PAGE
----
2015 a Landmark Year for Long Island Rail Road Rail Cars

Long Island Railroad
The Long Island Railroad's West Side Yard in Manhattan. (Photo by Todd DeFeo/The DeFeo Groupe)

MTA Long Island Rail Road rail cars achieved their best mechanical reliability in 2015 since record-keeping began in 1981, the agency said. The achievement marked the railroad’s 16th consecutive year of improvement for rail car reliability.

LIRR rail cars in 2015 traveled an average of 208,383 miles between breaking down and causing a delay. That’s enough to circle the earth more than eight times, tops 2014’s results by more than 2,000 miles and it was 18 percent above railroad’s goal of 176,000 miles.

“There are many factors that can cause a train delay, from track conditions to problems at grade crossings to congestion from other trains,”  LIRR President Patrick Nowakowski said in a news release.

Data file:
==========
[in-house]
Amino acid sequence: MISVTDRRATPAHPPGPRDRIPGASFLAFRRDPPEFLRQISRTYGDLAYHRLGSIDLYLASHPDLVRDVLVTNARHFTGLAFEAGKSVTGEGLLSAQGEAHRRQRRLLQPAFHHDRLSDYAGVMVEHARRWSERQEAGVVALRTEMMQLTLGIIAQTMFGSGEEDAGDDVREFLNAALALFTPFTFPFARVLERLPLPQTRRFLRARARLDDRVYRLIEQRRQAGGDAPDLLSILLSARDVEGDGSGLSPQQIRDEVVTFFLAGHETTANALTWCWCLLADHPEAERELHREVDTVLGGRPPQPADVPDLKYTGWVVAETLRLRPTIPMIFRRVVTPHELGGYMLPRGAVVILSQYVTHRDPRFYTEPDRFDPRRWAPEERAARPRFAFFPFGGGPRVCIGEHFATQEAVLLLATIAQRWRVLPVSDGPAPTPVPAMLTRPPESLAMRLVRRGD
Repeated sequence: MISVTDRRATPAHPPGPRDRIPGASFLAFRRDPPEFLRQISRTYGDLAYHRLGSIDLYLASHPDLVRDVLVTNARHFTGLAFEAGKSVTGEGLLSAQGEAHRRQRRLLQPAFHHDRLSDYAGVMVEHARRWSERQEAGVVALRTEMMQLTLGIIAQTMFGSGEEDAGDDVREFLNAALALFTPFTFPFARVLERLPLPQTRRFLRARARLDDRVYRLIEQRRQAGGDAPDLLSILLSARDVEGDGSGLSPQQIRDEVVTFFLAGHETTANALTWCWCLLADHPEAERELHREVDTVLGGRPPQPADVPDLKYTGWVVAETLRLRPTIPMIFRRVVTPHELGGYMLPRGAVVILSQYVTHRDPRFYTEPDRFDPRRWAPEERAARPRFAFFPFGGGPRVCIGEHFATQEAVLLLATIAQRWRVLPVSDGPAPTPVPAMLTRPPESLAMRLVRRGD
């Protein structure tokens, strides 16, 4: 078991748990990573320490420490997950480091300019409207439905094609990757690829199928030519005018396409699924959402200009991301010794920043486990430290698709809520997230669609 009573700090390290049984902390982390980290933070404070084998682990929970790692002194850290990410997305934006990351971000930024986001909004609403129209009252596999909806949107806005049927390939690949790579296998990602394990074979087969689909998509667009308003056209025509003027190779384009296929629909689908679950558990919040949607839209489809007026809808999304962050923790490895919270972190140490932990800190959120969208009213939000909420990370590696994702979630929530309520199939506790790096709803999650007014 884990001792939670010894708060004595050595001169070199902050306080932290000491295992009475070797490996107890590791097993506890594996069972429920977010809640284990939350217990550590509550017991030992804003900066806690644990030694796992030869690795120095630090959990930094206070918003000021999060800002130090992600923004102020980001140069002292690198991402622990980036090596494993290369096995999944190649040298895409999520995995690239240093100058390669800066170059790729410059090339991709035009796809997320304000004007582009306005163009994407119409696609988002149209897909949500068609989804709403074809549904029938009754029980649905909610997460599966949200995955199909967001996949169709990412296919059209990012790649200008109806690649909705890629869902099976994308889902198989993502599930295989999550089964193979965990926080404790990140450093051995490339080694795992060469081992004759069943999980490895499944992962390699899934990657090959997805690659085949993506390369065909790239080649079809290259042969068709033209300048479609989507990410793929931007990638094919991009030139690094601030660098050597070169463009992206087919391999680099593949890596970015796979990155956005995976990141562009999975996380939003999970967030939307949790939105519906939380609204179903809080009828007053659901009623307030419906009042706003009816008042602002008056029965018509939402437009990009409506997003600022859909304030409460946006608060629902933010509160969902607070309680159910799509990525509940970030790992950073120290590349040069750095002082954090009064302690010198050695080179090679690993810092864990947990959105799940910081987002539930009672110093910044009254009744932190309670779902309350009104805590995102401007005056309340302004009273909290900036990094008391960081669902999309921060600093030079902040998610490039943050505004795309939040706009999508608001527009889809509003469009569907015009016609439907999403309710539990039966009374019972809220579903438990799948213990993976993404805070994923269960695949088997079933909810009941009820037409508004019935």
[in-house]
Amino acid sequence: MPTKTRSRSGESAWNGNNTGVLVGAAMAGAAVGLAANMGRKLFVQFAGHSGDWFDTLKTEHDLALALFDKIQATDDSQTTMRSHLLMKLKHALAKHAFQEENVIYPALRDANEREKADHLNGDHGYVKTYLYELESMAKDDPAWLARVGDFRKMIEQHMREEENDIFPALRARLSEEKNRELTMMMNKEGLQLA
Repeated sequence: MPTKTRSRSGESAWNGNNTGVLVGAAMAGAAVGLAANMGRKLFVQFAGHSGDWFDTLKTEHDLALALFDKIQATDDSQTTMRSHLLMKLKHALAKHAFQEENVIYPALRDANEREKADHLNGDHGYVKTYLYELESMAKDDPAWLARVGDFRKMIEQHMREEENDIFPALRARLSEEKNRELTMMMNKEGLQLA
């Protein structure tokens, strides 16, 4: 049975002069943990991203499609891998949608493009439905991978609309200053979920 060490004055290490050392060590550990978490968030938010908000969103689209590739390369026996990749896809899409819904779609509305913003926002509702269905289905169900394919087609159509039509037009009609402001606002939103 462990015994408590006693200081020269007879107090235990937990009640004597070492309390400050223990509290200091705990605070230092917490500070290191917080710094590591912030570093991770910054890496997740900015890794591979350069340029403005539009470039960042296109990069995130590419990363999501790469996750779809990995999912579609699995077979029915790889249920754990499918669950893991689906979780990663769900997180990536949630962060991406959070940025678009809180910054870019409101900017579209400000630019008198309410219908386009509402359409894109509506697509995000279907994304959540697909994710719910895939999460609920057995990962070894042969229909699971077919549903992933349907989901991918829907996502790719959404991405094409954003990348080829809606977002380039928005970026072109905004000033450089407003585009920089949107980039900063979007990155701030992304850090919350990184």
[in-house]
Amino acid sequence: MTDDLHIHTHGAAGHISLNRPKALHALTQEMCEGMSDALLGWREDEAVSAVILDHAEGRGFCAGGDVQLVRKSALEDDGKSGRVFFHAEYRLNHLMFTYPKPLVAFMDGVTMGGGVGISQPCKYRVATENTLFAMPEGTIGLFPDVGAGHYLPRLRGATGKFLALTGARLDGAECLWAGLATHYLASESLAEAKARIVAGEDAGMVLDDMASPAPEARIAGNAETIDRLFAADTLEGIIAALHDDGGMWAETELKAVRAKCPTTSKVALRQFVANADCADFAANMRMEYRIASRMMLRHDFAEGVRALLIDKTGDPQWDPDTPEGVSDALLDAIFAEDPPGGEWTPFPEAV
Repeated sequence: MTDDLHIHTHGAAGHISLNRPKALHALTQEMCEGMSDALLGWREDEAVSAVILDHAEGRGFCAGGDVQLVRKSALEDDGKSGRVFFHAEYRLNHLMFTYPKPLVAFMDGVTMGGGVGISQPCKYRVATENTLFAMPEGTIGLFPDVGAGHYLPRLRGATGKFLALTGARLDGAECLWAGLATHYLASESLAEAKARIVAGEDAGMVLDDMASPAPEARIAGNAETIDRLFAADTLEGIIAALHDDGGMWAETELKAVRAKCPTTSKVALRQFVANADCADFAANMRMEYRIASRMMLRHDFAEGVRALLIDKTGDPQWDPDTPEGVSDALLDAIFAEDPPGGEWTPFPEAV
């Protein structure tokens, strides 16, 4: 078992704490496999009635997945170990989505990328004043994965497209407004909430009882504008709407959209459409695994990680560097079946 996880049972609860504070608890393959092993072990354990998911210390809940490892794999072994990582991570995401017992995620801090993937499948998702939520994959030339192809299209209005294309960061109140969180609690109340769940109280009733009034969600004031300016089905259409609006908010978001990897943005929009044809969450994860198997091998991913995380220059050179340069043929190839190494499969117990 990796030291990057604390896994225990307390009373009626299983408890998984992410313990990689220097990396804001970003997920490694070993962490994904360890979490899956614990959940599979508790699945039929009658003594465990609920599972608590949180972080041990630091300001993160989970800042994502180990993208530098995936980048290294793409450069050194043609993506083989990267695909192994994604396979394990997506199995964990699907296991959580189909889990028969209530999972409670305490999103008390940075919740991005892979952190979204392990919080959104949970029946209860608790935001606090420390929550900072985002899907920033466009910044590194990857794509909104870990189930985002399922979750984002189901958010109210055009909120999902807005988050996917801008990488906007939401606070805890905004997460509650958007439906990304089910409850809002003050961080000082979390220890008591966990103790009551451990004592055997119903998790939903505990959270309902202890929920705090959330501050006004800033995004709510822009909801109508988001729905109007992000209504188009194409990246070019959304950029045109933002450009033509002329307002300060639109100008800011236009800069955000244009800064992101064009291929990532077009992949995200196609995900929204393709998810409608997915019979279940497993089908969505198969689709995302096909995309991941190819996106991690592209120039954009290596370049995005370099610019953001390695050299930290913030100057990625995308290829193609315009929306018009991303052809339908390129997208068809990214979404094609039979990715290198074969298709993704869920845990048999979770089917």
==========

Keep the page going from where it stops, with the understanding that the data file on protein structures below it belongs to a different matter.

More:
“I am pleased to report that the LIRR is doing a better job than ever before in neutralizing the category of potential train delays that we have the most control over: problems with the trains themselves,”  Nowakowski added. “Our all-time high performance in terms of rail car mechanical reliability is a testament to the hard work that our employees perform every day to keep our rail cars inspected and maintained in top condition, even as the fleet ages.”

Today’s mean distance between failures has risen from 50,000 in 2005, and from 150,000 in 2010. The LIRR credits the improvements to its successful adherence to its Reliability Centered Maintenance strategy, known inside the railroad as RCM. The strategy, which was put into place in 2009, has led to dramatic improvements in train car reliability in recent years, officials said.